It's that time of year to host gatherings, brunch parties, and brainstorm for Mother's Day. A smattering of bright, seasonal vegetables with a vibrant spring-inspired dip is the perfect balance for appetizers or casual bites that won't fill guests up too much before the main event.
Among the signs that spring has sprung in New England, fresh asparagus ranks right up there with opening day at Fenway Park. And I'll admit it — I'm a diehard fan!
April in Boston means opening day, and once baseball season starts, so do the hot dog cravings. I have always been a big Red Sox fan, but living on Queensberry street during the 2013 championship season brought my fan level to new heights and also brought my hot dog obsession to the next level. During home games, it was easy for me to walk out my door, wander over to Lansdowne, and grab a dog from the nearest street vendor. It was always such a rush to hear the crowd and see all the excited people so close to where I lived!
Pull your sleeves up and get out your tasting journals. We're digging in to some pretty unconventional, budget-friendly, and absolutely perfect food and drink combos here.
Sometimes you need a snack. And we're not talking about the kind you find in an organic bulk-foods bin, or the crisper drawer. There are events — whether they be a late night study session or an afternoon game — that call for something that smacks of sweet childhood nostalgia, or turns the tips of your fingers orange.
We know these nibbles make you thirsty, but put down the Big Gulp for a minute and come in close, we have to share a little secret — even your low-brow noshing deserves something better.
We found some superb regional Chinese spots all around Boston. And guess what? None of them are located in the parking purgatory known as Chinatown.
Let’s start by distinguishing between American-Chinese cuisine and regional Chinese cuisine. At Chinese restaurants that don’t break the bank, the former is largely hit or miss, while the latter can knock your socks off if you know what to order.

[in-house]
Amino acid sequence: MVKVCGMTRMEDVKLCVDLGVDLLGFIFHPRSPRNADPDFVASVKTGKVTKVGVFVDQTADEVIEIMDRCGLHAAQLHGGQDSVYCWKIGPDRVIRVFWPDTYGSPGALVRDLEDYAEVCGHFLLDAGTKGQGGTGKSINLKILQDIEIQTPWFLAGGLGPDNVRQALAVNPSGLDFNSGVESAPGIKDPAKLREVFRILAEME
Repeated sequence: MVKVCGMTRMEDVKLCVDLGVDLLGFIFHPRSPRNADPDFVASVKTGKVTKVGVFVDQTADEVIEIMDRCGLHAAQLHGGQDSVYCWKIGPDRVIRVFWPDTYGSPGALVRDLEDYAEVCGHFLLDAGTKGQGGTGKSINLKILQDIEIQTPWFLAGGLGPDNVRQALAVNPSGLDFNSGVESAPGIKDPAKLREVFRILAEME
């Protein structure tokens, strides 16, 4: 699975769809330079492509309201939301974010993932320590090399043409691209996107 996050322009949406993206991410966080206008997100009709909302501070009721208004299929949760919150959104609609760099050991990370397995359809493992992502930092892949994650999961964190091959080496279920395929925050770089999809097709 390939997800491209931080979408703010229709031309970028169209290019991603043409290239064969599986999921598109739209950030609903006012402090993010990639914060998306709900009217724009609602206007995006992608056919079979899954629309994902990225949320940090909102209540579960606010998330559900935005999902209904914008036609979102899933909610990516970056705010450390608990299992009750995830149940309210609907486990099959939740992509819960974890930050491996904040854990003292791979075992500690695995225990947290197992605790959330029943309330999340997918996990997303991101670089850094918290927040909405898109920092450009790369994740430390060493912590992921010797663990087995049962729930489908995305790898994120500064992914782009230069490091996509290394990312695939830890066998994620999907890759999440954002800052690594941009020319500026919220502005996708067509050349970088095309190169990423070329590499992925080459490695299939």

As food writers go, I wouldn't hold myself out as a Chinese food expert, so I do my research on best dishes beforehand when possible, pay attention to the food at other tables and always ask waitstaff for help on what to order. It's the only way to learn.
Miso, in its sushi-restaurant basic form, consists of four ingredients: dashi (a fish stock made with bonito flake), miso paste, tofu and wakame (seaweed). It’s rich with umami, which is good news for those greens: They can easily hide with the seaweed, and surprisingly enough, greens like arugula play off the nuttiness of the fermented soy. To add a little spice to the mix, I rehydrated my seaweed with rice vinegar and gochujang, a korean chili paste you’ve probably spotted in your bibimbap.
I am staring down a bag of arugula, and I know it’s seen better days: The leaves feel velvety and soft, patches of brown peek from behind wrinkled leaves, and little spots of slime make me cringe. I know this is my doing, that if I just avoided the tempting simplicity of takeout, I would be eating fresh, leafy greens with a splash of balsamic and cracked pepper. And still, I ask the question every poor college student asks at one point in her life:
Can I eat this?